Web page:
Brussels Property Market and Real Estate Guide
(Brussels, Brussels-Capital Region, Belgium)
The cosmopolitan city of Brussels is both the capital of Belgium and the de facto capital of the European Union. In addition, the city has become an administration centre for international organisations including NATO, with a commensurate number of embassies, consulates and related institutions. Comparatively high prices in the property market reflect this development.
Brussels is divided into two sections, Upper and Lower, with 19 districts within the municipal area. An excellent transport system includes six metro lines and trams, with major roads radiating out from the historic city centre via inner and outer ring roads. The city's housing stock varies from beautiful period and Art Nouveau terraced town houses through post-war and ultra-modern, to apartment blocks in all styles.
Although less expensive than central Paris
, properties in the upmarket inner city districts command high prices, as does the European District, home to international organisations and a large number of foreign residents. The residential district of NATO / Woluwe is also pricey and popular with incomers.
Most property in Brussels is privately owned. Although Flemish and French are the main languages, English is not uncommon due to the city's international connections. Several local estate agents maintain comprehensive bilingual websites covering rentals and sales across the city.
Renting Serviced Apartments
Serviced apartments and aparthotels offering short- to long-term lets are found in all areas, catering for tourists, business people, international public and private sector employees, embassy staff and conference delegates.
Rates vary, dependant on area, size, comfort rating and length of stay. Renting a serviced apartment is usually cheaper than renting an equivalent hotel room, and rates in aparthotels can reduce considerably for longer stays. A deposit is required in advance, and may not be refundable.
Buying Apartments and Houses
There are no restrictions on foreign purchase of property in Belgium. Expats who intend to stay for more than a year may consider buying an apartment or house. Although prices have fallen in the last two years after a dramatic 85 per cent surge since the year 2000, the market is at presently static.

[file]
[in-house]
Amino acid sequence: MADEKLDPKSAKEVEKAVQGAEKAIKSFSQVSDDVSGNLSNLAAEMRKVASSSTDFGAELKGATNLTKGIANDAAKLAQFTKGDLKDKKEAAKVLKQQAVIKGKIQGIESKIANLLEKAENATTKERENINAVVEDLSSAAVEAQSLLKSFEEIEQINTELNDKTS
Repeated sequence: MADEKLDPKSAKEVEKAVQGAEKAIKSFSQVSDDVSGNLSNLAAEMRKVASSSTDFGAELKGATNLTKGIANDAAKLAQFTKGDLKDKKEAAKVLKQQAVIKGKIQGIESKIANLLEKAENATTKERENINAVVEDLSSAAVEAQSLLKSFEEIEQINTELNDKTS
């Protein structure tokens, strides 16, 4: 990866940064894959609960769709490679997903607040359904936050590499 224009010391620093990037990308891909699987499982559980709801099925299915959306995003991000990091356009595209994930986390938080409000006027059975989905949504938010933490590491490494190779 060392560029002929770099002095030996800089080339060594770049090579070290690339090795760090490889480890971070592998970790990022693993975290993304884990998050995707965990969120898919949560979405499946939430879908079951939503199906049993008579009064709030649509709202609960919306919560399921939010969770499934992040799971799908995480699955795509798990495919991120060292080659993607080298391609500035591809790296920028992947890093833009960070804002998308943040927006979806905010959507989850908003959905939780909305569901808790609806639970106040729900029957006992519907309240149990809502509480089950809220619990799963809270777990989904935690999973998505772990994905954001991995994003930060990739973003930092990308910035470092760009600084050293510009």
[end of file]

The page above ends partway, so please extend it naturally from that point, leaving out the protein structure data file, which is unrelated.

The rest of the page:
Dependent on location, a studio or one-bedroom apartment is affordable, with house prices beginning at least a third higher. A large, period maison de maitre (town house) in the centre or a quality detached property with grounds in a elite residential area like Ixelles will be out of reach for the majority.
Additional costs are high, although the solicitor's fee is set by law. Expect to add on a registration fee of 12.5 per cent of total value, plus process fees. Once signed, the compulsory purchase agreement is legally binding: the exclusive purchase option is not. For more information, check the Belgian government's website at http://www.diplobel.fgov.be
Real Estate Agents
Estate agents must be registered with the Professional Institute of Real Estate Agents. A number of agents provide comprehensive one-stop services to foreign buyers and have bilingual websites.
Check out the following Brussels real estate sites:
Address: Avenue de Tervueren 418 - 1150, Brussels, Belgium
Tel: +32 2 772 15 30
Victoire has a large online portfolio of properties for rent and sale, and specialises in high-end services to incomers.
Home in Brussels
Address: Avenue de la Renaissance Iaan 41 - 1000, Brussels, Belgium
Tel: +32 2 732 00 00
This agency specialises in rental properties, but also has homes for sale.
Century 21 Brussels
Address: Avenue Madoux 149 - 1150, Woluwe-St Pierre/St Pieters-Woluwe, Brussels, Belgium
Tel: +32 2 733 21 21
Century 21 has a large number of offices in Brussels plus a comprehensive online search facility.